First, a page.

We headed downhill once more. After only a half an hour we came to a clearing with a few small Inca ruins. Our guidebook said that Machu Picchu could be seen in the distance from the area, so we waited for the fog to clear a bit. As we waited the United Mice crew turned up, and they were surprised to see us again. We chatted for a while, then the fog cleared briefly. We caught our first glimpses of Machu Picchu, though it was quite a ways off. Still, few people take this route, so we were excited to have a somewhat unique perspective on the ruins. The clouds rolled back in, so Mike and I continued down the mountain towards the Hydroelectric plant at the bottom.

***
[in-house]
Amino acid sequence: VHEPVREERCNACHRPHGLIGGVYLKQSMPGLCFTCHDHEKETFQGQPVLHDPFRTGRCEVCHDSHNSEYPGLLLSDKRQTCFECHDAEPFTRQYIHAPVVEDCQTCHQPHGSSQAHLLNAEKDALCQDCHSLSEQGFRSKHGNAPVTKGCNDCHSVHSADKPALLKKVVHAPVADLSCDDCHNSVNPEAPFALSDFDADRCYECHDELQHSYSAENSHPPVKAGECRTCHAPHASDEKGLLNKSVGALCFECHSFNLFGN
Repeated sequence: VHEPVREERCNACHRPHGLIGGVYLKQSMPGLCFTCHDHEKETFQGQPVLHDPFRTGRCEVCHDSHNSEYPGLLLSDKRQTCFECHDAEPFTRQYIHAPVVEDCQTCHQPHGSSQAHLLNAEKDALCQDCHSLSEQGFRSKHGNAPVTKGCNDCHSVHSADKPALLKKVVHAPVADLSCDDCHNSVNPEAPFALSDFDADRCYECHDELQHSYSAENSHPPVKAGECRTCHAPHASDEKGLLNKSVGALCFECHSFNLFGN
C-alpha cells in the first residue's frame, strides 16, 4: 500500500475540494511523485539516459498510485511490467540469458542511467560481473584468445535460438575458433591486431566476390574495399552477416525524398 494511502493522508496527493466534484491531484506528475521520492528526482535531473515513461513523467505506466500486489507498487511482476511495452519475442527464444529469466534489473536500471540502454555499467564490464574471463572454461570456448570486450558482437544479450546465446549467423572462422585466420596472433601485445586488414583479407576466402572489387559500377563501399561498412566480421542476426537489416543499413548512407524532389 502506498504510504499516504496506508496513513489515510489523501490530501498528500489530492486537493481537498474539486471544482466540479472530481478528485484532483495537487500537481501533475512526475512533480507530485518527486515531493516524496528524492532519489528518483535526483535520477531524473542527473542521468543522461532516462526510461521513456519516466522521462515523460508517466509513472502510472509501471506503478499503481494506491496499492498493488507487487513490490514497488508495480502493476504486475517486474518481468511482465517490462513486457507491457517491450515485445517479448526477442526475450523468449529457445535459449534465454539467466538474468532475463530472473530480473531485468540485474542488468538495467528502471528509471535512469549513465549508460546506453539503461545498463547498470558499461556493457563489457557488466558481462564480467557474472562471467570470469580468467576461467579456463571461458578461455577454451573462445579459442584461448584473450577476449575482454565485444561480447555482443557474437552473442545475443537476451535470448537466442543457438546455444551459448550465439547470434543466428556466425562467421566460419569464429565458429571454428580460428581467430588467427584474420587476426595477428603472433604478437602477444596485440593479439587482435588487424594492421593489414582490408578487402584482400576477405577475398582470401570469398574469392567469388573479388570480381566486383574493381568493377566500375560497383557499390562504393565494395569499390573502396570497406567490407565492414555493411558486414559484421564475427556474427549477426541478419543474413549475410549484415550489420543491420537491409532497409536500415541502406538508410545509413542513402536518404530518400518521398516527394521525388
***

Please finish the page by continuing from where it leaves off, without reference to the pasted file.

Some people take a train from the plant to Aguas Calientes (also known as Machu Piucchu Pueblo), but we refused to do so, having walked so far already. Instead, we walked the tracks for 11 kilometers. This was far easier than any of the trails, but also rather boring. We saw tons of people on the tracks, but we had no idea where they came from. They didn’t do the same hike we did, at any rate.

After a couple hours we found ourselves in the Disneyland of Peru: Aguas Calientes. I’d guess that a good 99% of tourists who come to Peru find themselves trapped in this grotesque little town at some point. You have to go through it if you intend to visit Machu Picchu. It’s obscenely touristy (read: pricey). Also, it’s a mess. The town pops out of the middle of nowhere and reveals itself as a freakshow. Sure, there are nice hotels and restaurants, but most of the town is just tacky and overdone. There’s a ton of construction going on, though there doesn’t appear to be any organization or plan. Aguas Calientes basically exists for tourists, so it’s far from representative of Peru.